The last hip-hop ‘movement’ I was really into ended in 1994, before I was even twenty years old. With a few exceptions, the last hip-hop album I remember anxiously awaiting its appearance, on retail shelves, was Tribe Called Quest’s classic (in any genre) Midnight Marauders; a record I still frequently play today. AD contributor J. Neas and I share a love of old hip-hop, and below he waxes on Public Enemy’s 1987 Def Jam debut Yo! Bum Rush the Show, the album that would precede their masterwork to come. – AD
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There’s something irresistible about those first, few, imperfect steps. There’s something about hearing the first attempts at greatness, especially with the knowledge of what is to come. Yo! Bum Rush the Show is one of those albums. It is a creation that straddles a line, whispering, suggesting of the revolutions to come that aren’t quite apparent. In large chunks it sounds conventional, but pieces of the sonic quilt are lying in wait.
The album is steeped in the colors of its trade. This is late 80s hip-hop afterall and it was hard to escape the sound. The record is full of the drum-machine beats that propelled Rum DMC. Songs like “Miuzi Weighs a Ton” and “M.P.E.” are the archetypal slow-beat jams that typified so much of hip-hop at this point in time. Chuck D and Flava Flav are the slowest they would be throughout their career also. Chuck is still perfecting the sermonizing pulpit voice that would be his calling card and even Flav doesn’t sound as completely nuts as he would come to sound in the coming years. “Too Much Posse” is the tamest of the requisite Flava tracks on a Public Enemy album. Compared to the certifiably insane “Cold Lampin’,” it sounds almost..dare I say..coherent. Compared to its follow-up, the legendary It Takes a Nation of Millions to Hold Us Back, Yo! Bum Rush.. seems almost quaint. The political and social screeds are present, but not domineering. There are even ill-placed dashes of misogyny (“Sophisticated Bitch”) that would be echoed and altered in later albums (“Pollywanacraka,” “Meet the G That Killed Me”).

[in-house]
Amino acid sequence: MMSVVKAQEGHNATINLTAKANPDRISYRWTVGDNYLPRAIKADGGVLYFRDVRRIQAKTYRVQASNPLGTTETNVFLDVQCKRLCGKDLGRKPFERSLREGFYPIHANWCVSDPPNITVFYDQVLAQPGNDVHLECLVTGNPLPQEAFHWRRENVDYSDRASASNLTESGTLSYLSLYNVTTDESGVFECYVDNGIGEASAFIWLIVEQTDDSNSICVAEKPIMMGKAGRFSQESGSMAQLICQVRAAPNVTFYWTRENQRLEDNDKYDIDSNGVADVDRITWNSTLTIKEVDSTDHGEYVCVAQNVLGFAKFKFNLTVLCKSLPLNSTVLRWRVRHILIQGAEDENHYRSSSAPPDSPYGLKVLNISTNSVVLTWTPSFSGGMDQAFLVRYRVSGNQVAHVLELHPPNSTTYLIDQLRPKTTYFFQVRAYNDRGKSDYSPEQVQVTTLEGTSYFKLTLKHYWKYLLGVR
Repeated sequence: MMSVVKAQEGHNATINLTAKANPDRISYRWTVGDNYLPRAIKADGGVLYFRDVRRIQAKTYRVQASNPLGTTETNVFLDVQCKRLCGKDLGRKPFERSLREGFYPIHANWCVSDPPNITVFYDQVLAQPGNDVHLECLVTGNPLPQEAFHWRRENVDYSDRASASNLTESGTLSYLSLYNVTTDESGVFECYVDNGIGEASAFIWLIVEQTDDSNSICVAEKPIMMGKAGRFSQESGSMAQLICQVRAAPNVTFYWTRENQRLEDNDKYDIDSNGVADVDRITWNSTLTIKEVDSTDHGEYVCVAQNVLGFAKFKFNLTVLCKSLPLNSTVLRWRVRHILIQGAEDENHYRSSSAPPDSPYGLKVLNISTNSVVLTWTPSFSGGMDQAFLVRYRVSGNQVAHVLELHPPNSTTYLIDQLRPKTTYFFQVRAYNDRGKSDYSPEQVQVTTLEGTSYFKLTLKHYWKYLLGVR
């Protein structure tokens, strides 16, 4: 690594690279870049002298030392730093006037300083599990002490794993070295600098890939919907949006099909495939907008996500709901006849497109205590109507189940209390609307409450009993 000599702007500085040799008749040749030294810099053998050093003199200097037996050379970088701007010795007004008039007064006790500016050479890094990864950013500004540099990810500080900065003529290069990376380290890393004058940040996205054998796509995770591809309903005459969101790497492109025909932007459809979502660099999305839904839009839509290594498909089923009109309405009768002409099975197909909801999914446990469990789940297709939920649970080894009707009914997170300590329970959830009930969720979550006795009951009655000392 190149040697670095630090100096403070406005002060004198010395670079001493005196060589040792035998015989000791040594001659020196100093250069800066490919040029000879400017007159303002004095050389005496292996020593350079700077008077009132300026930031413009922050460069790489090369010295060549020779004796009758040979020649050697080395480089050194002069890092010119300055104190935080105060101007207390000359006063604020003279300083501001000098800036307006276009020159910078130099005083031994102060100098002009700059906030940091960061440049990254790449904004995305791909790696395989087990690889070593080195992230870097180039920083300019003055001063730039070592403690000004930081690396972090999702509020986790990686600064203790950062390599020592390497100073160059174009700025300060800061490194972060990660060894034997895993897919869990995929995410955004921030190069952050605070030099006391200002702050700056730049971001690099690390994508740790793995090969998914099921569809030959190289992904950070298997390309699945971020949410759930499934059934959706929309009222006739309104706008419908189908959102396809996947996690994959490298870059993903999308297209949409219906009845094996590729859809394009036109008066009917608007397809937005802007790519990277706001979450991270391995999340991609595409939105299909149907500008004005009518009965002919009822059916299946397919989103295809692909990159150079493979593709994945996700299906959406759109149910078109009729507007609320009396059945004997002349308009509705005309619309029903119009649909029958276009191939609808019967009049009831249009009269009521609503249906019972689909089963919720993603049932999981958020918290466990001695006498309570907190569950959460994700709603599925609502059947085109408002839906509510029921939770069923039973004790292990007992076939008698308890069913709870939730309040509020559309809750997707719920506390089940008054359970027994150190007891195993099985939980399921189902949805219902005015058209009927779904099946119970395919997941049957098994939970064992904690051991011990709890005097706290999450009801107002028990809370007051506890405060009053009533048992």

The album’s strong points, though, are very strong. Opener “You’re Gonna Get Yours” is one of the classic opening-tracks – a banger in the best sense, celebrating the Oldsmobile 98 in all its glory. “Rightstarter (Message to a Black Man)” most closely approximates the speed and punky noise that the Bomb Squad would perfect in the coming albums. The classic self-titled song, “Public Enemy No. 1,” is built over a droning, unceasing horn sample that also hints at the Bomb Squad’s coming appropriation of atonal sections of songs to offset the powerful rhythms and vocals.
But even the songs that sound more typical are full of vinegar. The aforementioned “Miuzi Weighs a Ton” takes advantage of the group’s tendency for meta-allusions, referencing their own vocal samples in a song where the chorus eerily foreshadows “911 Is a Joke” in its dark, gothic tones and unhinged vocals. Even “Sophisticated Bitch,” for all its wrongheaded and sterotypical posturing, is a great example of the Def Jam sound of the late 80s – taking advantage of a dirty, grimy guitar sound that propels the melody of the song.
This album would be completely blanketed by Public Enemy’s two, subsequent albums, but as a document of where they were coming from, and for the fact that it has a few of Public Enemy’s all-time classic songs, it’s worth it. By 1988, just a year later, they would create an album that would change the face of popular music, not just hip-hop, but as a warm up for what was coming, Yo! Bum Rush the Show is as insightful as it is enjoyable. – j. neas
MP3: Public Enemy :: You’re Gonna Get Yours
MP3: Public Enemy :: Rightstarter (Message To A Black Man)
Amazon: Public Enemy – Yo! Bum Rush The Show